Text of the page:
About Salman Zafar

Salman Zafar is the CEO of BioEnergy Consult, and an international consultant, advisor and trainer with expertise in waste management, biomass energy, waste-to-energy, environment protection and resource conservation. His geographical areas of focus include Asia, Africa and the Middle East. Salman has successfully accomplished a wide range of projects in the areas of biogas technology, biomass energy, waste-to-energy, recycling and waste management. Salman has participated in numerous national and international conferences all over the world. He is a prolific environmental journalist, and has authored more than 300 articles in reputed journals, magazines and websites. In addition, he is proactively engaged in creating mass awareness on renewable energy, waste management and environmental sustainability through his blogs and portals. Salman can be reached at salman@bioenergyconsult.com or salman@cleantechloops.com.

Solid Waste Management in Kuwait

Kuwait, being one of the richest countries, is among the highest per capita waste generators in the world. Each year more than 2 million tons of solid waste is generated in the tiny Arab nation. High standards of living and rapid economic growth has been a major factor behind very high per capita waste generation of 1.4 to 1.5 kg per day.

The prevalent solid waste disposal method in Kuwait is landfill burial. Despite being a small country, Kuwait has astonishingly high number of landfills. There are 18 landfills, of which 14 sites are closed and 4 sites are still in operation. These landfills act as dumpsites, rather than engineered landfills.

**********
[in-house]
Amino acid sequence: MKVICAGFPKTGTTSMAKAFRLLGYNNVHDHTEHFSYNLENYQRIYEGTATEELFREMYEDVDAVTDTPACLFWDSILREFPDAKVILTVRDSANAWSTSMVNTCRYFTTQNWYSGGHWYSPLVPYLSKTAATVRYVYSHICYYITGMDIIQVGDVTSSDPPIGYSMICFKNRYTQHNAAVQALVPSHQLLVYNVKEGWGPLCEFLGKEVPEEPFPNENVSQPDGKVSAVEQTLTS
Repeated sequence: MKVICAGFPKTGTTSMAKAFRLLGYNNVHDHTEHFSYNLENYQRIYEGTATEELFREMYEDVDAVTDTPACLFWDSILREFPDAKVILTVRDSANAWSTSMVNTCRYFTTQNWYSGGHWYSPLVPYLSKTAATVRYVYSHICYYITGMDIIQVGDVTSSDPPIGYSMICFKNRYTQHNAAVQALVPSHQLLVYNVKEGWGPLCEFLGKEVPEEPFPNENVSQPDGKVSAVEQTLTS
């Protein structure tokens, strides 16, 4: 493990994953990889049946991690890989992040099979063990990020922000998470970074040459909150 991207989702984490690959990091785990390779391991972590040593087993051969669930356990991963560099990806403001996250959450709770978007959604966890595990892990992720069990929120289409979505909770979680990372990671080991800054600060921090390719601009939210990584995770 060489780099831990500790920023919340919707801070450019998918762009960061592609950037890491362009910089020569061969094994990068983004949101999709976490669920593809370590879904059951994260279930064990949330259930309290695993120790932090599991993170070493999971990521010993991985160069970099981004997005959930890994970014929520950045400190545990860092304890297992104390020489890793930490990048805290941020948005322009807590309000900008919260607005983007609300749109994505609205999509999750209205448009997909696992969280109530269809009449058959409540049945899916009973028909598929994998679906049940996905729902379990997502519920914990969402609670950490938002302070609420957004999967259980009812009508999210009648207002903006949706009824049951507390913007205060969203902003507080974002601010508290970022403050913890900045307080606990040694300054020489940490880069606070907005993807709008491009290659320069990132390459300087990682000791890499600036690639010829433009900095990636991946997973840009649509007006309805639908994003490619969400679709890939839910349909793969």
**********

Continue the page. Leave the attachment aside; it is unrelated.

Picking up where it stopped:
Infact, landfill sites in Kuwait are notorious for causing severe public health and environmental issues. Besides piling up huge amounts of garbage, landfill sites generate huge amount of toxic gases (methane, carbon dioxide etc) and plagued by spontaneous fires. Due to fast paced urban development, residential areas have expanded to the edges of landfill sites thus causing grave danger to public health.

The total land area of Kuwait is around 17,820 sq. km, out of which more than 18 sq. km is occupied by landfills. Area of the landfill sites ranges from tens to hundreds of hectares with waste deposition depth varying from 3 to 30 meters. All kind of wastes, including municipal wastes, food wastes, industrial wastes, construction and demolition debris etc are dumped at these sites. Infact, about 90 percent of the domestic waste is sent to landfills which imply that more landfills will be required to tackle rapidly increasing volumes of solid wastes.

Most of the landfill sites have been closed for more than 20 years due to operational problems and proximity to new residential, commercial and industrial areas. These sites include Sulaibiyah, Kabed, Al?Qurain, Shuaiba, Jleeb AI Shuyoukh, West Yarmouk, AI Wafra among others. Migration of leachate beyond landfill site boundaries is a frequent problem noticed across Kuwait. Groundwater contamination has emerged as a serious problem because groundwater occurs at shallow depths throughout the country.